A Poem by W.H. Davies

We launch Wales Readathon 2019 with a poem from Wales’ most famous drifter


W.H. Davies in 1913 (by Alvin Langdon Coburn)

Since The Autobiography of a Super-tramp is the official book of Dewithon 19, what better way to launch our month-long reading event than with a poem penned by its author, W.H. Davies.

The verse I have chosen, from Songs of Joy and Others (1911), is one that may be familiar to some of you. ‘Leisure’ is probably Davies’s best-known and most anthologised work, which has been a great favourite of mine since childhood. It warns against the hectic pace of modern life and our inability to connect with nature as once we did – a message we would be wise to heed now more than ever.

I wish you all a carefree and thoroughly fulfilling Dewithon.


Leisure by W.H. Davies

What is this life if, full of care,
We have no time to stand and stare.

No time to stand beneath the boughs
And stare as long as sheep or cows.

No time to see, when woods we pass,
Where squirrels hide their nuts in grass.

No time to see, in broad daylight,
Streams full of stars, like skies at night.

No time to turn at Beauty’s glance,
And watch her feet, how they can dance.

No time to wait till her mouth can
Enrich that smile her eyes began.

A poor life this if, full of care,
We have no time to stand and stare.


Categories:Wales Readathon

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30 replies

  1. I learnt most of this by heart as a pre-teens, but until now had not made the connection between the poem and the poet. Thanks for making this crystal clear—and what a lovely opener for Dewithon19!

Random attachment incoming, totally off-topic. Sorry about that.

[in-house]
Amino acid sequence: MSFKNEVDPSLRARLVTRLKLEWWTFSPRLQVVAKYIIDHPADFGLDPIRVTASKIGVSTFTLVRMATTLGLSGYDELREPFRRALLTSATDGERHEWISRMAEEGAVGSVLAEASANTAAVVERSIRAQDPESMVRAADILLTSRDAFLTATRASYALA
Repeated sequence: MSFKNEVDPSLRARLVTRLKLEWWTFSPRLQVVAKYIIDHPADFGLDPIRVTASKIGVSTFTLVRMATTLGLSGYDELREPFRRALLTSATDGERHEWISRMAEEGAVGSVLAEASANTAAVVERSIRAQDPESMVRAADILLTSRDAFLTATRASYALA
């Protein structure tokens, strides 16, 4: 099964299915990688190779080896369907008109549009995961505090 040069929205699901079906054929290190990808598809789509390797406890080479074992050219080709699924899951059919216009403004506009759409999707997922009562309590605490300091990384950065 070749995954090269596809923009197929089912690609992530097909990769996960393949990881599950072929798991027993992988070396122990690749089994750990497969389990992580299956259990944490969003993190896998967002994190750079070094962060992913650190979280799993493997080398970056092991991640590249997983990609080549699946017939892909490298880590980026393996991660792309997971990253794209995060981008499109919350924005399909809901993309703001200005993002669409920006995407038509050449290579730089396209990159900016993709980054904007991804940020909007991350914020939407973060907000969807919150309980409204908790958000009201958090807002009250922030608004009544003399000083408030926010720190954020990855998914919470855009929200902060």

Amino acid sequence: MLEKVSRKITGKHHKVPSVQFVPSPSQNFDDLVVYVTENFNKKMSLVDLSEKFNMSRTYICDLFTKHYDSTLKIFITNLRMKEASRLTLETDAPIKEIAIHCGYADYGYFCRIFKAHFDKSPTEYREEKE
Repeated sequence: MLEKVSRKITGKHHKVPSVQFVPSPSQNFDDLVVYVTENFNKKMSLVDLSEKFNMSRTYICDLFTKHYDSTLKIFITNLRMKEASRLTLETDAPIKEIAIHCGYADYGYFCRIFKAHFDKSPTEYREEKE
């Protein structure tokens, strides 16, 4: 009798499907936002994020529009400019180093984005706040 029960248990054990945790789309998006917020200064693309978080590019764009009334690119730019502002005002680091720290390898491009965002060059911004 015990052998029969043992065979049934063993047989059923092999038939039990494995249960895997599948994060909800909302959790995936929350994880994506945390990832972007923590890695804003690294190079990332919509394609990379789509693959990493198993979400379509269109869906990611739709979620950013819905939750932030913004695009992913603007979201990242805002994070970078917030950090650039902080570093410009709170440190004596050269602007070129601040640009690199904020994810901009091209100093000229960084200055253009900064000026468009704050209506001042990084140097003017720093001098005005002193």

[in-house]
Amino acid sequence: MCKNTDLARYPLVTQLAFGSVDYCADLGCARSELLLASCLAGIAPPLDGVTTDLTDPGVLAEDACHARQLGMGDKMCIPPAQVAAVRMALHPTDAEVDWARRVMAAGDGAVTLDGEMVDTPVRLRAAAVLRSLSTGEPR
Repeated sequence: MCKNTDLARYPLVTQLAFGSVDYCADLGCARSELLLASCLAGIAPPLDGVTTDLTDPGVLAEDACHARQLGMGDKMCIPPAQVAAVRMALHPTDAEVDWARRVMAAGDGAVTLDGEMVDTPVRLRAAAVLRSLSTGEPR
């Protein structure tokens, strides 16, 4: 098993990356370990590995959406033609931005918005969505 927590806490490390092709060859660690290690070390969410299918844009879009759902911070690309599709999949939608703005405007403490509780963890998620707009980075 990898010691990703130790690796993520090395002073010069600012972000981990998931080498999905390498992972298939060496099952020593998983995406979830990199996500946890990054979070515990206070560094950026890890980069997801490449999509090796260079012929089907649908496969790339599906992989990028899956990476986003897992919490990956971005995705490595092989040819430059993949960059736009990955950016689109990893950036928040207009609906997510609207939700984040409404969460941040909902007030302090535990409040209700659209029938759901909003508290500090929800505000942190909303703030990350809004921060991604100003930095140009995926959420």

Liked by 2 people

  2. That’s true. I knew the poem, and W.H. Davies as the author of ‘The Autobiography of a Super-tramp’, but hadn’t put the two together. Thank you! Very fitting.

    Liked by 1 person

  3. I have not read much poetry but this one is beautiful!! Thank you for sharing 😄

    Liked by 1 person

  4. Wow, that poem, Paula. I need to find a way to display that. Thank you for sharing. Happy weekend, my friend. Hope Olive is settling in well. ♥️

    Liked by 1 person

  5. What a great poem! A wonderful way to start the Wales Readathon. 🙂


  6. Oh, how lovely! I knew the poem but not the author – thank you! And what a timely and relevant poem in this modern life of rushing about madly!

    Liked by 1 person

  7. Leisure is one of my favourite poems too, Paula. I always find it calming when life gets stressful, it’s a wonderful reminder of the need to make the most of everyday moments.

    Liked by 1 person

    • It’s such a deceptively simple poem, and so easily memorised when you’re a child, but I feel it reveals truths to us gradually as we mature. You’re absolutely right about it having a calming effect. It’s so good to know others feel the same. 😊

      Liked by 1 person

  8. Great poem Paula, and so true! Now more than ever we seem to be encouraged to cram full every minute. Time to stand and stare is so important and so easily disregarded.

    Liked by 1 person

  9. I had heard the poem before but not known the author. The same with ‘super-tramp’—I shall have to read something by him soon.

    Liked by 1 person

  10. How nice! And I do spend an inordinate amount of time watching the squirrels bury/rediscover nuts and seeds: they are such entertaining critters!

    Liked by 1 person

  11. “A poor life this if, full of care,
    We have no time to stand and stare.”

    I wonder what he would make of the people who spend half their lives staring into their smartphones.

    Liked by 1 person

  12. Just getting around to reading this. Yes, I agree!

    Liked by 1 person

  13. I don’t know this poem – but the poet’s last name is the same as my Welsh forbears! (Not assuming a relationship though, as I know Davies in Wales is a bit like Smith in England.) Lovely poem though.

    Liked by 1 person

  14. I’m sure I wrote a comment here earlier but it doesn’t seem to have got through. So here it is again. I like many other of your followers read this poem at school in my teens. I was reminded of it the other evening when staring at the sheep and cows from our kitchen window. Inspired I reworked the most well known lines as a haiku …

    we stand ‘n stare –
    among the sheep ‘n cows
    swallows twitter



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